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© 2015 by Jigsaw Queensland

Searching - It's up to you to choose if and when to collect the pieces of your own personal jigsaw puzzle.

 

 

 

 

Reasons for Searching

 

Adoptees

 

“It wasn’t until I got my adoption information and made contact with my birth family that I managed to find the missing pieces. It was only then that I realised how important those pieces were to working out who I was.” (Peter)

 

The search for identity is important for everyone, but this is particularly the case for people who are adopted. Growing up in a family with others who have similar physical features, personality traits and mannerisms is something that non-adopted people take for granted. For adoptees, this frame of reference is often missing and leads to questions about identity and belonging.

 

Knowing background information is a primary motivation for many adoptees commencing a search. Adoptees have basic questions around the reasons why they were adopted, who their parents were and their family of origin. Some adopted people report having feelings of disconnection growing up in families where they do not resemble anyone else (sometimes, even when they were not aware of their adoption).

 

Not all adoptees feel the need to search for their foundations, but this often changes with significant life events, such as the birth of a child or the death of one or both adoptive parents. It is not uncommon for people who are adopted to postpone the search due to a sense of loyalty towards their adoptive parents. People who are adopted also have no access to family medical history and a sudden need for this information may initiate a search.

 

An adopted person finding out about their birth family provides answers to long held questions.

 

Some reasons why adopted persons decide to search are:

  • to find out more about their 'roots'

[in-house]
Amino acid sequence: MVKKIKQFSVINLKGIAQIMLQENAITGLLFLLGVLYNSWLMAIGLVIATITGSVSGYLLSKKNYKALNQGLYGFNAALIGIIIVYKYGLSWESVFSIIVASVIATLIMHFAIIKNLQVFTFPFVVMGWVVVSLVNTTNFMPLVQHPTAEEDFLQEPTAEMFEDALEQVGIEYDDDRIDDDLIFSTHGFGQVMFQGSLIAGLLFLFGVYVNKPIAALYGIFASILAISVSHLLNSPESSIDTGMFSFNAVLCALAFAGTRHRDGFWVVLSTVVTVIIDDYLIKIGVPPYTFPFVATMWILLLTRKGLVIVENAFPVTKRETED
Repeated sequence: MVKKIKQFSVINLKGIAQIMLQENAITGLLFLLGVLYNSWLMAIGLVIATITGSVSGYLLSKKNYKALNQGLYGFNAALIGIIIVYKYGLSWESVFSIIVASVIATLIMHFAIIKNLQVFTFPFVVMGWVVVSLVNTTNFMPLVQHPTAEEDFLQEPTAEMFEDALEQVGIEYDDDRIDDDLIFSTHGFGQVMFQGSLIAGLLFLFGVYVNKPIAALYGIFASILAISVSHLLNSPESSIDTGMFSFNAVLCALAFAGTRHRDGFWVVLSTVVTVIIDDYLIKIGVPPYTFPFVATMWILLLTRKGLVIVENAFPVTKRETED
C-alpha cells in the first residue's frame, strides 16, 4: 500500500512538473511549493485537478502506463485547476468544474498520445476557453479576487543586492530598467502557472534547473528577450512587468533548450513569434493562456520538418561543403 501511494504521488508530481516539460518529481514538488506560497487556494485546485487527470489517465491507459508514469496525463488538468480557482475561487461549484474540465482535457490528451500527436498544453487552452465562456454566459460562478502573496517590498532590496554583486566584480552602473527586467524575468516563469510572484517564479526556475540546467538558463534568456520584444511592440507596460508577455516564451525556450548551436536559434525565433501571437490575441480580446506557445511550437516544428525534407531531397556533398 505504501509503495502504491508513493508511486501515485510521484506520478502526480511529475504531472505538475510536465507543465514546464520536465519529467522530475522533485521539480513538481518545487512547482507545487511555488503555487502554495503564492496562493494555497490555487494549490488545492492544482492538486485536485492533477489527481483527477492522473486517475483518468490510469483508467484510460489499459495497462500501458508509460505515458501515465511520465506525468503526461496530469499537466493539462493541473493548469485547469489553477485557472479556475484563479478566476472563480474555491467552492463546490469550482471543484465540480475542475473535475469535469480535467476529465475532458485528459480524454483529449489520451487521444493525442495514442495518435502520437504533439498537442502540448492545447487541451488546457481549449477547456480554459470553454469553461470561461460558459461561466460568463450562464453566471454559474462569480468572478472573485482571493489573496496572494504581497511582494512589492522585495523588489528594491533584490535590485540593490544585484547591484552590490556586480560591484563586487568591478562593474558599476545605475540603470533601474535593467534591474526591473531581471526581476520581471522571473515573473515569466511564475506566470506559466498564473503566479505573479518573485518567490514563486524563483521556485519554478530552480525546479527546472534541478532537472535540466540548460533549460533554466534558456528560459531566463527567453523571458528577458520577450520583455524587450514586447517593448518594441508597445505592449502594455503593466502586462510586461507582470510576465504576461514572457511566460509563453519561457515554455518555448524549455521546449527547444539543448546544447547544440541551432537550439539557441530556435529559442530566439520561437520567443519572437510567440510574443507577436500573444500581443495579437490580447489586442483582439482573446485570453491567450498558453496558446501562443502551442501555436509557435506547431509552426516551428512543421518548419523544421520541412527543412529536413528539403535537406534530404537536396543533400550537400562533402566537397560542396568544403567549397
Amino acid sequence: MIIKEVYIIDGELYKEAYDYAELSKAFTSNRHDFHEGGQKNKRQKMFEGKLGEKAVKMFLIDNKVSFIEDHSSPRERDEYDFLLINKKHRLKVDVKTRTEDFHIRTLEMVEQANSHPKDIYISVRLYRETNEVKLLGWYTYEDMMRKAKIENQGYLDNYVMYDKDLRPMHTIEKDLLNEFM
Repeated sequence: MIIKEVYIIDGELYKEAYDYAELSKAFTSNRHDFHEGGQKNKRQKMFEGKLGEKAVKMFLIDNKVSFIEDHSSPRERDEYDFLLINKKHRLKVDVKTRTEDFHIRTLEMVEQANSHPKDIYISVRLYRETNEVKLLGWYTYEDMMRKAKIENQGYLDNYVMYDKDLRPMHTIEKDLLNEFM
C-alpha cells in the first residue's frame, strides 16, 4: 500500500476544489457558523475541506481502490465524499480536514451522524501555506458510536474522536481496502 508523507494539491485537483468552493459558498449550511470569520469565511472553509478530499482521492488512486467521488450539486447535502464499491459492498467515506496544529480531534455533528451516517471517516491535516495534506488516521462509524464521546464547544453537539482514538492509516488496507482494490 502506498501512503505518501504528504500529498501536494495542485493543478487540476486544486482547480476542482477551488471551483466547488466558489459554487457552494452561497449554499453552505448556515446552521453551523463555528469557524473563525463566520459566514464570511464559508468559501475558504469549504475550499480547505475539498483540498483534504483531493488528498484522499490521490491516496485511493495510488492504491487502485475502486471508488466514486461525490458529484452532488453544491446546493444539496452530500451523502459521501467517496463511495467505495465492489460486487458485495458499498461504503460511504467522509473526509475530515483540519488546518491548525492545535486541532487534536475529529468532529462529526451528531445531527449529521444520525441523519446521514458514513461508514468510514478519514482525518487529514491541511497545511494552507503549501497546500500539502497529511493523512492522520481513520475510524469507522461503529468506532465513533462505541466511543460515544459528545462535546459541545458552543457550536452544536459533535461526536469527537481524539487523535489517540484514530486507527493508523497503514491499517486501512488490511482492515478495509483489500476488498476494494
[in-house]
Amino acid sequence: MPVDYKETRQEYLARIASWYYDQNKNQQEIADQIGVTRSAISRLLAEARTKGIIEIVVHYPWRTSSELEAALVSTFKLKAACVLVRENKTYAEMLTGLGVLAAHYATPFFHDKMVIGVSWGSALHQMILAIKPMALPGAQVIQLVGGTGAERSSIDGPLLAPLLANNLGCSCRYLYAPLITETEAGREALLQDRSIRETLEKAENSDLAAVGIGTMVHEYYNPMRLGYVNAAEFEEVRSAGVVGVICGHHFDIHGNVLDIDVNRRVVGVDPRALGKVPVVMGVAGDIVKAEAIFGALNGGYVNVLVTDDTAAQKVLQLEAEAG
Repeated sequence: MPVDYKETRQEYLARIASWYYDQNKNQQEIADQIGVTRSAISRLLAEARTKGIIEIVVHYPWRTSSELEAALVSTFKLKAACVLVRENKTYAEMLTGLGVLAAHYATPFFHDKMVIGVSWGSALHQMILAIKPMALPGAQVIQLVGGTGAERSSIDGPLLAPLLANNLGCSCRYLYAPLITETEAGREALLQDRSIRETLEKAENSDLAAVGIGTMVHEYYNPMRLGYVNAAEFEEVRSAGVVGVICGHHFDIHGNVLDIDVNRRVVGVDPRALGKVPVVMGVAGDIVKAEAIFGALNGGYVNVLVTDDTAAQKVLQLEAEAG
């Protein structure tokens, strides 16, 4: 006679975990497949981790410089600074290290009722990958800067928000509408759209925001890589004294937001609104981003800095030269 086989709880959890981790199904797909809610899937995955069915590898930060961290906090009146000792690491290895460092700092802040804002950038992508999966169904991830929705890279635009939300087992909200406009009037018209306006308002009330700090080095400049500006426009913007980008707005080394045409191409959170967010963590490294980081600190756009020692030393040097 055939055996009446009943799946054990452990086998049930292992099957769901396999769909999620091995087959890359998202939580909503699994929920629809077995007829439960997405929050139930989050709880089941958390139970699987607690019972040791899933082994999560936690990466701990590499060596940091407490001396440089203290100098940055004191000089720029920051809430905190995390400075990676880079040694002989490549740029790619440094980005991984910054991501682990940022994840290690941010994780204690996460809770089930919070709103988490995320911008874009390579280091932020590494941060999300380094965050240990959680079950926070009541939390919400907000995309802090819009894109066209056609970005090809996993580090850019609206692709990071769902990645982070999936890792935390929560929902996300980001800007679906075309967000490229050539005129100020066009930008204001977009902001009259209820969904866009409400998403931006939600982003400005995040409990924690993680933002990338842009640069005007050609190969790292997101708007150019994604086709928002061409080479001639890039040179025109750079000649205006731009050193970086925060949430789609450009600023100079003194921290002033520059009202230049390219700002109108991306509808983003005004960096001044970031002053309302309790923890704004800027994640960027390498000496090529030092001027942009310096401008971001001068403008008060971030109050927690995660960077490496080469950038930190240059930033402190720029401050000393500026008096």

• to seek answers about why they were adopted

  • they have been triggered by an event, loss or happy occassion

  • to see someone they look like

  • find out their medical history

  • new relationships

  • to build new relationships with parent and family

  • to find resolution with the loss associated with abandonment

 

Parents

 

“He’s turning 42 this year. Not a year goes by that I don’t think about him on his birthday and at Christmas time. In the beginning the sadness completely overwhelmed me. I still feel his loss deeply every year on his birthday.” (Gwen) 

 

The loss of a child to adoption has lifelong implications. Ongoing grief is a common experience.  Frequently parents were not afforded the opportunity to grieve the loss of their child and this loss continues to be unresolved today.

 

Parents who have lost a child to adoption also have long unanswered questions such as:

  • Is my child happy and well?

  • Was the adoption successful?

  • What does he/she look like/personality?

  • Does he/she feel rejected?

  • Would he/she like to meet/form a relationship?

  • Is he/she alive or dead?

 

Some parents are reluctant to initiate a search because they feel they don’t have a right to intrude in an adoptee’s life.  They also feel uncertain about whether their child knows they are adopted. 

 

Some reason why parents decide to search for their children are:

  • they have been triggered by an occassion, such as anniversary, birth or death and are feeling the loss and sadness

  • wanting to know how the 'child' is and to reassure themselves that the 'child' is well

  • desire to pass on medical information

  • resolution of their loss and grief

  • desire to release feelings associated with the decision

  • new relationships

  • wanting to build a new 'son / daughter' relationship

  • desire to share their story of what happened with the adopted person

  • to bring an end to the secrets​  

 

Those affected by adoption can contact our Forced Adoption Support Service on 1800 21 03 13. 

 

Studies indicate that the majority of adoptee searchers are female, so it is not surprising, then, that male adoptees are also conspicuously under-represented in support groups and at adoption conferences.

 

While many of the issues confronting male adoptees are the same as those facing their female counterparts, they are usually filtered through a different set of lived experiences. Of course men have feelings too, but they often don’t have words for them.

 

Not talking about feelings is often a part of male upbringing. The problem is made more difficult when many males were not encouraged to talk about adoption when they were growing up.

 

Trevor Jordan Phd, Male Adoptee Workshop March 2013